This is a bit of an odd post in that the first half deals with qualified selectors, what they are and how they’re bad; the second half is more of a thinking-out-loud tip/trick than anything really substantial or interesting. Let’s see what you make of it…

One really basic way to make your CSS much nicer to work with is to avoid (over) qualified selectors. That is to say, it’s better to write .nav{} than ul.nav{}. This is for a variety of reasons, chiefly in that—with the former syntax—you can use .nav on anything at all, be that a ul or an ol and, secondly, it also keeps your specificity nice and low. Having an element prefixing the class selector bumps up its specificity unnecessarily and specificity is one of the easiest ways to get your project into a mess; keeping it as low as possible at all times is a very good idea.

Continue reading this post →

By Harry Roberts in Web Development. Tags: , , , | 7 Comments »


The open/closed principle applied to CSS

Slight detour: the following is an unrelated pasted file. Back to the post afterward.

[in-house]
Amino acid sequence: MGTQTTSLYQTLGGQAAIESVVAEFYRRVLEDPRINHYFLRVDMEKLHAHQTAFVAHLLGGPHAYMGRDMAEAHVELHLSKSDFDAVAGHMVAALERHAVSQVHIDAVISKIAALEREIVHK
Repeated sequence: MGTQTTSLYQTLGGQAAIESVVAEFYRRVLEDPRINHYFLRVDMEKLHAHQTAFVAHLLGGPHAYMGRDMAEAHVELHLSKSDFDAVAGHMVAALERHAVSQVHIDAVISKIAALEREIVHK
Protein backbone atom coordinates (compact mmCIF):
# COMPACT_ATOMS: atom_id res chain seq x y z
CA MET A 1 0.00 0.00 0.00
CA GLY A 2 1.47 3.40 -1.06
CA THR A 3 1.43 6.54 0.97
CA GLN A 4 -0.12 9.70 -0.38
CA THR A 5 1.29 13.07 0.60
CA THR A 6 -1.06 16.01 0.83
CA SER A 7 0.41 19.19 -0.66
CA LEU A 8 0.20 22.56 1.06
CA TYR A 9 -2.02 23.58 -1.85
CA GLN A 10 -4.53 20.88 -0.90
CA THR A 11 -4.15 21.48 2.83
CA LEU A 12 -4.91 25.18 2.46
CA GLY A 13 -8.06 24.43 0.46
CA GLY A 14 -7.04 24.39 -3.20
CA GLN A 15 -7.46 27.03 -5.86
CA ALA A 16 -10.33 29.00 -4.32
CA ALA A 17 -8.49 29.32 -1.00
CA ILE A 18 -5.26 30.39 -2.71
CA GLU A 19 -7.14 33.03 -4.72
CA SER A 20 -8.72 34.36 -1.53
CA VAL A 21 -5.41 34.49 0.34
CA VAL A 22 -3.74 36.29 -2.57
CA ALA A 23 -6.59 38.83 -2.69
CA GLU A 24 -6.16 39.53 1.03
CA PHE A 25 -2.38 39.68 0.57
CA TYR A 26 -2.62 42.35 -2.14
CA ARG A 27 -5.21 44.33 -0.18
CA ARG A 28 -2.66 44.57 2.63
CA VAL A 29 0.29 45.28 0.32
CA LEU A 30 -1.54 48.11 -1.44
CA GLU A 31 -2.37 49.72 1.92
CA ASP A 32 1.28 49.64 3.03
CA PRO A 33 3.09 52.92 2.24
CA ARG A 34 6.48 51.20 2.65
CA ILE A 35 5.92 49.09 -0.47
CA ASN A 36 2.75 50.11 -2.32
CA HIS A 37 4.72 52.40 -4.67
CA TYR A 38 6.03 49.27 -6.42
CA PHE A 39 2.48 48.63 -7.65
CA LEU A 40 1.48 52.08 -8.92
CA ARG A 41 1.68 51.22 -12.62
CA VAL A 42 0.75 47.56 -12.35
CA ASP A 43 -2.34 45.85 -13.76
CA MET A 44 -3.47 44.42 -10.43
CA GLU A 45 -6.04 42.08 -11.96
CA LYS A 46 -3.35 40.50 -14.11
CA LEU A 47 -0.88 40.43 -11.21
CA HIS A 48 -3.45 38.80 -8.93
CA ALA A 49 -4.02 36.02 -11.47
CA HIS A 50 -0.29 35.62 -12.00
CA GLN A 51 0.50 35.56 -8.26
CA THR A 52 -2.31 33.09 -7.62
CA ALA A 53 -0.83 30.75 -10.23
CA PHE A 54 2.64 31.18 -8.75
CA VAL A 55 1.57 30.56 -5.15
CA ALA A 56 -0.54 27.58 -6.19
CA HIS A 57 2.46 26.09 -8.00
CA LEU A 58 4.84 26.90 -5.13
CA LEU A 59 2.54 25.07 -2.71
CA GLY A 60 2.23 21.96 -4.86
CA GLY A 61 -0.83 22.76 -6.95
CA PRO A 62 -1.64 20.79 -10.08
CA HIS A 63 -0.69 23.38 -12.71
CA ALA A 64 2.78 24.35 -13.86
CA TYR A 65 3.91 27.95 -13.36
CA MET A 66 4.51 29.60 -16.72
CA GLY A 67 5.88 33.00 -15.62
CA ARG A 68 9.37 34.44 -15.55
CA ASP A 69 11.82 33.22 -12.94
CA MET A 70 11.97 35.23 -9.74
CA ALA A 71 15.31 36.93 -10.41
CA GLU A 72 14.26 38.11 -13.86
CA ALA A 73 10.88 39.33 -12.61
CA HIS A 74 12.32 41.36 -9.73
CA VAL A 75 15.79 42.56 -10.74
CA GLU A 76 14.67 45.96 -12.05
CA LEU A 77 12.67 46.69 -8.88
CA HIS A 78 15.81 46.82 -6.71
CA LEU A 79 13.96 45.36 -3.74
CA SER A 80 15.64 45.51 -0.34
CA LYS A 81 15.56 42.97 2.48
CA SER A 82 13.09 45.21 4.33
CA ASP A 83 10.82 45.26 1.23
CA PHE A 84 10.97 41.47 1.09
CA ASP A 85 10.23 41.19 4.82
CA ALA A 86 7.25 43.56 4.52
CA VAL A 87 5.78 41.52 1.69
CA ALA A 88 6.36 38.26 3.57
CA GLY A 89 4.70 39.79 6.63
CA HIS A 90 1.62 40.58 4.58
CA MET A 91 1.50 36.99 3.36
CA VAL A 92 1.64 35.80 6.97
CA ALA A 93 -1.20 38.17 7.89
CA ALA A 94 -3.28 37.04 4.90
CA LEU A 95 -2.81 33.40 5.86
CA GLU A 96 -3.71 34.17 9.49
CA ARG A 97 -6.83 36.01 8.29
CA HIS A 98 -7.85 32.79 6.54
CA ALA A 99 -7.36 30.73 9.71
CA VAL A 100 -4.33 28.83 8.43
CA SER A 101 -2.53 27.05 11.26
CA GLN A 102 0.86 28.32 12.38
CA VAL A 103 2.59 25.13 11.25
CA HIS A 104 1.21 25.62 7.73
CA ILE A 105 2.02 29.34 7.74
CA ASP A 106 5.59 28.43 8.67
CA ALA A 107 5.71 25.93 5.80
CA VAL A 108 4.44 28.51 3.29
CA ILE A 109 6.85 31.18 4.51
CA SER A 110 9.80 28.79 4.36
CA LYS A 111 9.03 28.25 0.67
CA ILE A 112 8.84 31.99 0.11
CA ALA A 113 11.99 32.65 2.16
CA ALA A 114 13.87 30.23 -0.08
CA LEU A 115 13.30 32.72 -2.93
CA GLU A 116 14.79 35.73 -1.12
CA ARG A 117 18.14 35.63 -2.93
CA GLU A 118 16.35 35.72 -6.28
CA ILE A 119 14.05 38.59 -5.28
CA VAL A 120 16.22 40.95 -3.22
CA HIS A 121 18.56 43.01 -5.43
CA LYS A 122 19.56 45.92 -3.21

21st June, 2012 in Web Development

A question that often gets asked of OOCSS is ‘What happens when an object changes?’. That is to say, if you have a basic object that underpins a dozen different components, what happens when changing that object will favourably impact one component, but negatively impact the other 11? With so much abstracted and shared CSS, simple changes to a base object can have massive ramifications across whole projects; how do you deal with that?

Well, the short answer is never change your base abstractions.

Continue reading this post →

By Harry Roberts in Web Development. Tags: , , , | 20 Comments »


Hi there, I am Harry Roberts. I am a 21 year old web developer from the UK. I Tweet and write about web standards, typography, best practices and everything in between. You should browse and search my archives and follow me on Twitter, 7,791 people do.